- Manufacturing summer camps – A recent New York Times article highlighted an innovative summer camp, called Gadget Camp, where teenagers learn how to build things from concept to creation. Attendees are required to design a product through computer-aided design (CAD) technology and oversee the design to completion. It’s a fun environment where kids are simultaneously exposed to manufacturing and project management, as well as how to build something. According to Lee, whose organization partially funds Gadget Camp, the camps have anywhere from 12 to 20 students. But these efforts need to be scaled up and out across the nation.
- Gamification of manufacturing – Gamification is a hot topic in many aspects of business at the moment – one driven by the idea that adding gaming elements to non-gaming activities encourages action and participation. It's a movement that seeks to capitalize on our youth’s obsession with video games as well as our competitive nature. According to Diana Miller and Simon Jacobson’s recent Gartner First Thing Monday Morning newsletter, Invensys has been using 3D gaming technology to teach new hires how to operate oil refinery equipment for the past few years. In the same vein, Siemens recently released Plantville, a program designed to teach manufacturing processes and technologies to young people and new hires. I haven’t played it yet but it’s apparently similar to Farmville – without the productivity loss.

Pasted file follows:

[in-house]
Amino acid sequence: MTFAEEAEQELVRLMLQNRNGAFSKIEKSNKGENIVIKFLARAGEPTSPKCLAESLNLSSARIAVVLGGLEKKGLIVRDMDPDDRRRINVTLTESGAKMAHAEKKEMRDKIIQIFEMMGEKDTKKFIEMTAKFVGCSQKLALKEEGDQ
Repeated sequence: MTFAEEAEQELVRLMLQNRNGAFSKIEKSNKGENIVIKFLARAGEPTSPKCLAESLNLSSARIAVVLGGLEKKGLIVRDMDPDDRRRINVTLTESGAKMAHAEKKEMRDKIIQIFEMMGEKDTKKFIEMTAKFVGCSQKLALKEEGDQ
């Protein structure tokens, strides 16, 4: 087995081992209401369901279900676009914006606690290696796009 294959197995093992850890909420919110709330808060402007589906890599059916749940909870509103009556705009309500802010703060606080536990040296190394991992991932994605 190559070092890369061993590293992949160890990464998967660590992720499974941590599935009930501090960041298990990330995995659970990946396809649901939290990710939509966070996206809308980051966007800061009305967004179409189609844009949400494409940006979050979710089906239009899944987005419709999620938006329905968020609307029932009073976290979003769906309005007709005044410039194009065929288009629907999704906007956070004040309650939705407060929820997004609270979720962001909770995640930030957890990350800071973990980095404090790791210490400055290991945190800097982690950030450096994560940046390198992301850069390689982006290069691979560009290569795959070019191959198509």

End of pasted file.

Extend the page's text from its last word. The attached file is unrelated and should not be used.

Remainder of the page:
- Restore shop classes to our high schools – The elimination of these courses from our school systems has inevitably had a negative impact on the way we view making a living with our hands. We can all learn from building something with our hands because it teaches us a different way to think. And more importantly, hands-on learning through shop classes helps young people move an idea from concept to creation – which is useful regardless of one’s future occupation. Personally, I missed out on any kind of manual education and instead focused intensely on research and writing as a student, which prepared me for my current job. But had I been exposed to different skill sets, I may have at least considered working in manufacturing – or realized it was an even option.
A Final Thought on Creating this Shift
Creating this cultural shift won’t come easily and it won’t solve other systemic problems confronting the manufacturing industry. However, it’s clear that unless we change the perception of manufacturing, the skills gap will only worsen and manufacturing will continue to decline.
It may seem a little strange for a 23 year old to write about why the youth should join manufacturing without being a part of it himself. In my opinion, however, this drives the point home. I could have been an asset to the manufacturing industry had I been exposed to other types of learning and given the opportunity to explore manufacturing careers earlier on.
Instead I was told that I needed to learn how to write, solve math problems and get good grades so I could go to college and avoid making a living with my hands. Because of this, I invested a lot of my own money to put myself through college and started down that career path. In truth, these are the same skills that are needed to be a part of modern manufacturing – and it’s time for Gen Y, and the next Gen, to take manufacturing seriously.
What do you think it will take to overcome the cultural barrier facing manufacturing? Leave me a comment below.